I am coordinating this EU FP7 research project 2013-2016. The basic idea is to integrate service-level agreements (SLA) into the interfaces of an OO model and validate SLA for cloud computing at design time using formal methods. The Envisage project delivers novel methods for predicting the behavior of software deployed on the cloud, using formal models and analysis techniques
We propose to take an empirically successful, yet informal software development paradigm and put it on a formal basis. Specifically, in HATS we will turn software product family (SWPF) development into a rigorous approach. The technical core of the project is an Abstract Behavioral Specification language which will allow precise description of SWPF features and components and their instances. The main project outcome is a methodological and tool framework achieving not merely far-reaching automation in maintaining dynamically evolving software, but an unprecedented level of trust while informal processes are replaced with rigorous analyses based on formal semantics.
SIRIUS is a Norwegian Centre for Research-driven Innovation that addresses the problems of scalable data access in the oil & gas industry. The centre combines public funding for basic research with funding from its industry partners into an 8 year programme for industrial innovation.
The SIRIUS researchers are experts in IT technologies, including high-performance and cloud computing, formal methods, database technology, semantic technologies and natural language processing. The centre also includes researchers in the area of working practices involving novel technology.
The centre aims to provide the oil & gas business with better ways to access and use the massive amounts of data that are generated in projects and daily operation. Problems with data access are made more acute by the rise of big data, the internet of things and digitalisation of enterprises. SIRIUS targets these problems using an interdisciplinary approach, as successful innovation depends on the combination of technologies.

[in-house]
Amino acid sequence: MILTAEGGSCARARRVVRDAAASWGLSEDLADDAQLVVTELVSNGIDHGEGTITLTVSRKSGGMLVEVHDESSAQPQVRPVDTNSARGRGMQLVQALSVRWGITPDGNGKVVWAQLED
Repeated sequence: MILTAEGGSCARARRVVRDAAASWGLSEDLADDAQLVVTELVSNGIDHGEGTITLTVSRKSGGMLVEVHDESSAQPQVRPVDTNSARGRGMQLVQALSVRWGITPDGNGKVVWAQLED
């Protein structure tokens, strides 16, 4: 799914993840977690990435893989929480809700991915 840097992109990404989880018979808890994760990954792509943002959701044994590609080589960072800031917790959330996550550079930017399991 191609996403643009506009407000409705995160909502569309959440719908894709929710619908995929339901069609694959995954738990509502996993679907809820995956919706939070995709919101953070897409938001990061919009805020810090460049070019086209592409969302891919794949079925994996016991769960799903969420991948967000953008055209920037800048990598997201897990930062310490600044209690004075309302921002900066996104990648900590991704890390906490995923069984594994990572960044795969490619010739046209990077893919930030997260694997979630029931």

The centre is designed to support technological innovation through a portfolio of projects. These projects develop basic technology in laboratory projects and then move the technology through prototypes to pilots in industrial applications. The centre’s intellectual property model is designed to build a core of open knowledge on which commercial applications can be built.
SIRIUS aims to be an intellectual hub for applied industrial IT in South-Eastern Norway. It has dedicated premises in the Department of Informatics at the University of Oslo and collaborates widely, both nationally and internationally. Many of the results generated by the centre will also be of relevance outside the oil and gas industry. The centre is therefore also active in communicating and applying its results to other areas such as Healthcare, Manufacturing and Public Administration.
For more information, see the SIRIUS website.